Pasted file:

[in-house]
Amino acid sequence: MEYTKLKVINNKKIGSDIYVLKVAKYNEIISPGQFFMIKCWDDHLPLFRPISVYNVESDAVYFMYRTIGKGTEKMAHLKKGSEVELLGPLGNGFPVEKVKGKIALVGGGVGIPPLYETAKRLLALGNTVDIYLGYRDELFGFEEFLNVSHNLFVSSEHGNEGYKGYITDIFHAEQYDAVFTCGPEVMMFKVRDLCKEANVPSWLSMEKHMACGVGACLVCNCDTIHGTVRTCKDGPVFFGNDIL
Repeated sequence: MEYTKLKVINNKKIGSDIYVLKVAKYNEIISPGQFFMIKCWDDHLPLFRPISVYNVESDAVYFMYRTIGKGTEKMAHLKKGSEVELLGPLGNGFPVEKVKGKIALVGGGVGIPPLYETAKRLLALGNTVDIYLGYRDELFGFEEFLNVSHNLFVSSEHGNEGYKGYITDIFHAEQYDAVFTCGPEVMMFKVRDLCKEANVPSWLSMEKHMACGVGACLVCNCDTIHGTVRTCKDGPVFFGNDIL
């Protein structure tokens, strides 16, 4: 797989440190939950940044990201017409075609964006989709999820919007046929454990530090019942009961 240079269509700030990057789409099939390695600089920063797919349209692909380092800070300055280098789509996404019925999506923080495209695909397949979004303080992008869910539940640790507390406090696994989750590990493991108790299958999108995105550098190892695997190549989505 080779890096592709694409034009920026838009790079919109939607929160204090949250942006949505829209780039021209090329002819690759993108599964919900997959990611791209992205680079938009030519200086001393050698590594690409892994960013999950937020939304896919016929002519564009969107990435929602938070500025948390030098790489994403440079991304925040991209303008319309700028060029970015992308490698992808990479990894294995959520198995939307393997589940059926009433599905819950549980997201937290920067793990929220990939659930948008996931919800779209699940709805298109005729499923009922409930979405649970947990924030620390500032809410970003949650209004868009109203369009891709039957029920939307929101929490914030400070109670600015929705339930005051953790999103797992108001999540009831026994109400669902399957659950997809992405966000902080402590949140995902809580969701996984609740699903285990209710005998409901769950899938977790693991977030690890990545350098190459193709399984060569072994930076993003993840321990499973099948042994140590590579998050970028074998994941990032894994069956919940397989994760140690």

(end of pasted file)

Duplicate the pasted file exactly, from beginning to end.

[in-house]
Amino acid sequence: MEYTKLKVINNKKIGSDIYVLKVAKYNEIISPGQFFMIKCWDDHLPLFRPISVYNVESDAVYFMYRTIGKGTEKMAHLKKGSEVELLGPLGNGFPVEKVKGKIALVGGGVGIPPLYETAKRLLALGNTVDIYLGYRDELFGFEEFLNVSHNLFVSSEHGNEGYKGYITDIFHAEQYDAVFTCGPEVMMFKVRDLCKEANVPSWLSMEKHMACGVGACLVCNCDTIHGTVRTCKDGPVFFGNDIL
Repeated sequence: MEYTKLKVINNKKIGSDIYVLKVAKYNEIISPGQFFMIKCWDDHLPLFRPISVYNVESDAVYFMYRTIGKGTEKMAHLKKGSEVELLGPLGNGFPVEKVKGKIALVGGGVGIPPLYETAKRLLALGNTVDIYLGYRDELFGFEEFLNVSHNLFVSSEHGNEGYKGYITDIFHAEQYDAVFTCGPEVMMFKVRDLCKEANVPSWLSMEKHMACGVGACLVCNCDTIHGTVRTCKDGPVFFGNDIL
């Protein structure tokens, strides 16, 4: 797989440190939950940044990201017409075609964006989709999820919007046929454990530090019942009961 240079269509700030990057789409099939390695600089920063797919349209692909380092800070300055280098789509996404019925999506923080495209695909397949979004303080992008869910539940640790507390406090696994989750590990493991108790299958999108995105550098190892695997190549989505 080779890096592709694409034009920026838009790079919109939607929160204090949250942006949505829209780039021209090329002819690759993108599964919900997959990611791209992205680079938009030519200086001393050698590594690409892994960013999950937020939304896919016929002519564009969107990435929602938070500025948390030098790489994403440079991304925040991209303008319309700028060029970015992308490698992808990479990894294995959520198995939307393997589940059926009433599905819950549980997201937290920067793990929220990939659930948008996931919800779209699940709805298109005729499923009922409930979405649970947990924030620390500032809410970003949650209004868009109203369009891709039957029920939307929101929490914030400070109670600015929705339930005051953790999103797992108001999540009831026994109400669902399957659950997809992405966000902080402590949140995902809580969701996984609740699903285990209710005998409901769950899938977790693991977030690890990545350098190459193709399984060569072994930076993003993840321990499973099948042994140590590579998050970028074998994941990032894994069956919940397989994760140690």